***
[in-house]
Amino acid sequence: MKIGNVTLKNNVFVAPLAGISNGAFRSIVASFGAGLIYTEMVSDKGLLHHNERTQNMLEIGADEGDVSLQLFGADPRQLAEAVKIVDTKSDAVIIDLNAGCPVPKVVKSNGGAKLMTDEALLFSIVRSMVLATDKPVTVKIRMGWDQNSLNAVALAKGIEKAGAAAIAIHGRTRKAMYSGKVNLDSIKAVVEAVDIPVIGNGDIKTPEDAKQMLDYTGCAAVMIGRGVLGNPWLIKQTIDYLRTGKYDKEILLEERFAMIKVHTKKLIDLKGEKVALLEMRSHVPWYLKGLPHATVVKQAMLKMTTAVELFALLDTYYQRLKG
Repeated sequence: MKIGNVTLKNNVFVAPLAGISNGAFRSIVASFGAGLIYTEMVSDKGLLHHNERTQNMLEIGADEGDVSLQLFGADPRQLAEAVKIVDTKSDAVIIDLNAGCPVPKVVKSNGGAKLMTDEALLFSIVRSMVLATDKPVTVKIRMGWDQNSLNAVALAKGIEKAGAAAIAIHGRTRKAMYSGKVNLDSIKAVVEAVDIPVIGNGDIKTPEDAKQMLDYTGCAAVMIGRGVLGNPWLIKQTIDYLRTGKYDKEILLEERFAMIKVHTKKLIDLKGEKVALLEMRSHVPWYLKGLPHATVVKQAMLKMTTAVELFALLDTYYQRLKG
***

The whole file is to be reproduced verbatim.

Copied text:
[in-house]
Amino acid sequence: MKIGNVTLKNNVFVAPLAGISNGAFRSIVASFGAGLIYTEMVSDKGLLHHNERTQNMLEIGADEGDVSLQLFGADPRQLAEAVKIVDTKSDAVIIDLNAGCPVPKVVKSNGGAKLMTDEALLFSIVRSMVLATDKPVTVKIRMGWDQNSLNAVALAKGIEKAGAAAIAIHGRTRKAMYSGKVNLDSIKAVVEAVDIPVIGNGDIKTPEDAKQMLDYTGCAAVMIGRGVLGNPWLIKQTIDYLRTGKYDKEILLEERFAMIKVHTKKLIDLKGEKVALLEMRSHVPWYLKGLPHATVVKQAMLKMTTAVELFALLDTYYQRLKG
Repeated sequence: MKIGNVTLKNNVFVAPLAGISNGAFRSIVASFGAGLIYTEMVSDKGLLHHNERTQNMLEIGADEGDVSLQLFGADPRQLAEAVKIVDTKSDAVIIDLNAGCPVPKVVKSNGGAKLMTDEALLFSIVRSMVLATDKPVTVKIRMGWDQNSLNAVALAKGIEKAGAAAIAIHGRTRKAMYSGKVNLDSIKAVVEAVDIPVIGNGDIKTPEDAKQMLDYTGCAAVMIGRGVLGNPWLIKQTIDYLRTGKYDKEILLEERFAMIKVHTKKLIDLKGEKVALLEMRSHVPWYLKGLPHATVVKQAMLKMTTAVELFALLDTYYQRLKG